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Is the Indiana governor running for president?
Is Indiana governor Mitch Daniels running for president? That was one question on the minds of some of the 11,000 people who attended the American Conservative Union’s Conservative Political Action Conference last weekend.
Daniels went to the CPAC and gave a terrific one-legged stool presidential campaign address. The minimum number of legs for a stool, however, as many people from the state of Indiana know — Indiana has 154,000 milking cows — is three.
Daniels gave a sober, but not somber, 31-minute speech which was interrupted by applause 42 times. Flown in from Indiana on a friend’s plane, Daniels was relaxed, poised, Teleprompted, and, yes, presidential, in part because a teleprompter prompts people to think of presidents.
Daniels summed up his economic philosophy early on: “We [Hoosiers] believe in paying our bills. We have kept our state in the black throughout the recent unpleasantness, while cutting rather than raising taxes, by practicing an old tribal ritual — we spend less money than we take in.”
The lefties, if they had been listening, would have been scandalized to hear the governor say, echoing Milton Friedman: “When business leaders ask me what they can do for Indiana, I always reply: ‘Make money. Go make money. That’s the first act of corporate citizenship. If you do that, you’ll have to hire someone else, and you’ll have enough profit to help one of those non-profits we’re so proud of.”
Friedman also pointed out that you can only make money (which the left thinks is greed) by serving people (which the left thinks is the exclusive preserve of government).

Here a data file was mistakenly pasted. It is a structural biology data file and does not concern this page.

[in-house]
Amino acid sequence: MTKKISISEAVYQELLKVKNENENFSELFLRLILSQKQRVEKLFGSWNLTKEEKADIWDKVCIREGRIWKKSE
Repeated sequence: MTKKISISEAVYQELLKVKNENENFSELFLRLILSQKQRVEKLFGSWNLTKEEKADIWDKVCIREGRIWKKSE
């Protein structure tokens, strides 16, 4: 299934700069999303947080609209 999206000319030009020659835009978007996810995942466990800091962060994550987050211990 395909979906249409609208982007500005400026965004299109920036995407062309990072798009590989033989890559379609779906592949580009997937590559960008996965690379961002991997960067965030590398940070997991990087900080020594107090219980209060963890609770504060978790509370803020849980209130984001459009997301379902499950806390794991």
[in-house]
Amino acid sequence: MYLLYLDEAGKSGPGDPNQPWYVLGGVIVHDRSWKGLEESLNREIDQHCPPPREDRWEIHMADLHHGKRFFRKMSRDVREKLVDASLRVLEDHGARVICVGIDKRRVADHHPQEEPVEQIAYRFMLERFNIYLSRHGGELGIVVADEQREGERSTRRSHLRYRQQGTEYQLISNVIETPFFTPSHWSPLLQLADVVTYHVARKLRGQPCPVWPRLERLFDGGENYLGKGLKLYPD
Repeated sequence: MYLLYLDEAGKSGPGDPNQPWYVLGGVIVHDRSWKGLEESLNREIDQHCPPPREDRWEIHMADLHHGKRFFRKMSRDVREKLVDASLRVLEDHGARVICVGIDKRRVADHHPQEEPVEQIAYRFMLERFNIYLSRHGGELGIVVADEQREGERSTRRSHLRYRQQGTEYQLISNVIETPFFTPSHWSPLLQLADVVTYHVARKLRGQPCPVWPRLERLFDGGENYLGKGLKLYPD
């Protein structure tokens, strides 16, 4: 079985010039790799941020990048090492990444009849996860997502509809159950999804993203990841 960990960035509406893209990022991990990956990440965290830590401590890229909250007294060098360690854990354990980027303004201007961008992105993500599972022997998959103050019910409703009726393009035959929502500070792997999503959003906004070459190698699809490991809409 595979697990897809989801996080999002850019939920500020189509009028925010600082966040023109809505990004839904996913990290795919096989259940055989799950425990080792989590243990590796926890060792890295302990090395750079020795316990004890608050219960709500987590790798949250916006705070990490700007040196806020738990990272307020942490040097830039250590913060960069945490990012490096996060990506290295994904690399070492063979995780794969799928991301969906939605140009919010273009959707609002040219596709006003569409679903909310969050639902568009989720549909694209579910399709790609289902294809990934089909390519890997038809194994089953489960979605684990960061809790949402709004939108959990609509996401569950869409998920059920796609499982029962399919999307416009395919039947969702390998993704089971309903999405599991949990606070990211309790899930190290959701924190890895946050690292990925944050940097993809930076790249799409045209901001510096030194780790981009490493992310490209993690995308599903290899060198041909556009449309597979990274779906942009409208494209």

Daniels said Indiana had cut property taxes to the lowest level in America, and designed the health plans for both the state employees and for low-income Hoosiers as Health Savings Accounts. And he spoke of Indiana’s intention to create a voucher program for every low and middle income family in the state.
Having presented his bona fides, Daniels then addressed the nation’s most pressing problem, what he called a new Red Menace: the sea of red ink drowning the U.S. economy.
As the elections of last November indicated, that is now the central concern of Americans: an economy incarnadined by the hand of Barack Obama, the one we had been waiting for. Yet who would have thought the one we had been waiting for to have had so much red ink in him?
Daniels said we need to cut government spending, redesign the tax code so it will promote private growth (flatter is better, flat is best), deregulate, and stop denying ourselves the energy — oil and gas — that is under our own land.
He spoke about Americans “still on the first rung of life’s ladder.” He urged the audience to “distinguish carefully skepticism about Big Government from contempt for all government.”
Then he asked for “thoughtfulness about the rhetoric we deploy in the great debate ahead.” And, having thought for just a moment himself, decided time was up: whereupon he announced that “our opponents are better at nastiness than we will ever be. It comes naturally. Power to them is everything, so there’s nothing they won’t say to get it.” How do you speak truth when truth is unpleasant?
Daniels also urged “great care not to drift into a loss of faith in the American people.” saying “Americans are still a people born to liberty.”
So far, so good, and very good indeed. Thirty-one minutes. Forty-two applause lines. That’s a great speech. George Will, introducing Gov. Daniels, said, “Our speaker has twice been the right choice for Indiana. Some people think that the other 49 states deserve the chance to make the same choice.”
But other people aren’t so sure. Two legs of the stool were missing: social policy and national security policy.
A man of faith in a godless age is hitting Americans where it hurts.
Mr. and Mrs. American Spectator Reader, let P.J. O’Rourke talk sense to your kids.
In Britain, defending your property can get you life.
It won’t take long for conservatives to scratch this presidential wannabe off their 2008 scorecard.
Was the President done in by the economy, or by the politics of the economy?
H/T to National Review Online